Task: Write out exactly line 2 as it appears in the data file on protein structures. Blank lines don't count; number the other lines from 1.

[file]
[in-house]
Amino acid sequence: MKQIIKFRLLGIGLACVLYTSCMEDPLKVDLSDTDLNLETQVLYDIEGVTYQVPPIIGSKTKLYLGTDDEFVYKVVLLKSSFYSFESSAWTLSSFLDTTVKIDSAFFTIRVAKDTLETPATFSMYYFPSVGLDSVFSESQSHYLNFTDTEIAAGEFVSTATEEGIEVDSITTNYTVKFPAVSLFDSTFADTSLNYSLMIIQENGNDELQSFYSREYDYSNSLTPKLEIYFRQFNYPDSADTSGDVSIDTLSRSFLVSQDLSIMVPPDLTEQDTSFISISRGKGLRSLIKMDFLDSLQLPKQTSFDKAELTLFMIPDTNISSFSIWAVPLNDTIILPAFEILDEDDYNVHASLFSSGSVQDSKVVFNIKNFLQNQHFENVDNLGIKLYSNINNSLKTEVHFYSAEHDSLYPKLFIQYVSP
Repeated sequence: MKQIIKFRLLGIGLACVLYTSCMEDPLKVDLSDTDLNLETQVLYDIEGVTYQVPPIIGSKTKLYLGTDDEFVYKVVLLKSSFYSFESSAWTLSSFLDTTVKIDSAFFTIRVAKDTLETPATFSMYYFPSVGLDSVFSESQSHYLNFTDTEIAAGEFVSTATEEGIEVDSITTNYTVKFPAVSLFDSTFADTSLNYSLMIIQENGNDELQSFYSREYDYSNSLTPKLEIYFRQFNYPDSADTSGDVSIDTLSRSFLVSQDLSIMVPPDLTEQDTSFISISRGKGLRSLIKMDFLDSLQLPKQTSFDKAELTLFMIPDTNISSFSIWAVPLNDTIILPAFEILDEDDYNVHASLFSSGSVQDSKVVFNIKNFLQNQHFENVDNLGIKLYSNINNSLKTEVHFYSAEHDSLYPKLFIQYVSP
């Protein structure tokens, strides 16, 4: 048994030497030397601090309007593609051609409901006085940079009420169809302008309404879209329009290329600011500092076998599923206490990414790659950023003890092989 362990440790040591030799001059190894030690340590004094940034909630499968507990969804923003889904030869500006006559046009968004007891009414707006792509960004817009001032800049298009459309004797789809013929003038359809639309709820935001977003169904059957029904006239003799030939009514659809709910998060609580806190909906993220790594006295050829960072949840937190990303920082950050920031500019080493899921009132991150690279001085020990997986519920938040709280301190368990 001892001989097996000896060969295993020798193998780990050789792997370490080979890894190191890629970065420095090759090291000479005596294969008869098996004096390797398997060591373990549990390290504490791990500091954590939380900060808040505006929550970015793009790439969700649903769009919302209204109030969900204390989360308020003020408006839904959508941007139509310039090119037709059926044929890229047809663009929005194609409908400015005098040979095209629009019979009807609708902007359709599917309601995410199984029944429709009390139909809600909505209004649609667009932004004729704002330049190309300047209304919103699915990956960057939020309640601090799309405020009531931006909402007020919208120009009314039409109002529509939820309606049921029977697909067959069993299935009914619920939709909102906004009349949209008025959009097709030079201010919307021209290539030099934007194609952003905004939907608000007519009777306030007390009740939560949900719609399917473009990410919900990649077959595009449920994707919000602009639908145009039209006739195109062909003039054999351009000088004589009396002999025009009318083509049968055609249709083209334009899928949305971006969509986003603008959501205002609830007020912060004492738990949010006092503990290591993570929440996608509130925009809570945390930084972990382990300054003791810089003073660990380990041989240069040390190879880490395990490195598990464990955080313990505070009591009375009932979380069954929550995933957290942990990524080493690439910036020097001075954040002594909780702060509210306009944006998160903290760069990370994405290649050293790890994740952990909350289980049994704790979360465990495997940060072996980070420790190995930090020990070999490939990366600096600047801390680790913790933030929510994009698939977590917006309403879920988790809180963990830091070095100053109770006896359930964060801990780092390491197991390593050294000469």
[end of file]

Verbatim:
Amino acid sequence: MKQIIKFRLLGIGLACVLYTSCMEDPLKVDLSDTDLNLETQVLYDIEGVTYQVPPIIGSKTKLYLGTDDEFVYKVVLLKSSFYSFESSAWTLSSFLDTTVKIDSAFFTIRVAKDTLETPATFSMYYFPSVGLDSVFSESQSHYLNFTDTEIAAGEFVSTATEEGIEVDSITTNYTVKFPAVSLFDSTFADTSLNYSLMIIQENGNDELQSFYSREYDYSNSLTPKLEIYFRQFNYPDSADTSGDVSIDTLSRSFLVSQDLSIMVPPDLTEQDTSFISISRGKGLRSLIKMDFLDSLQLPKQTSFDKAELTLFMIPDTNISSFSIWAVPLNDTIILPAFEILDEDDYNVHASLFSSGSVQDSKVVFNIKNFLQNQHFENVDNLGIKLYSNINNSLKTEVHFYSAEHDSLYPKLFIQYVSP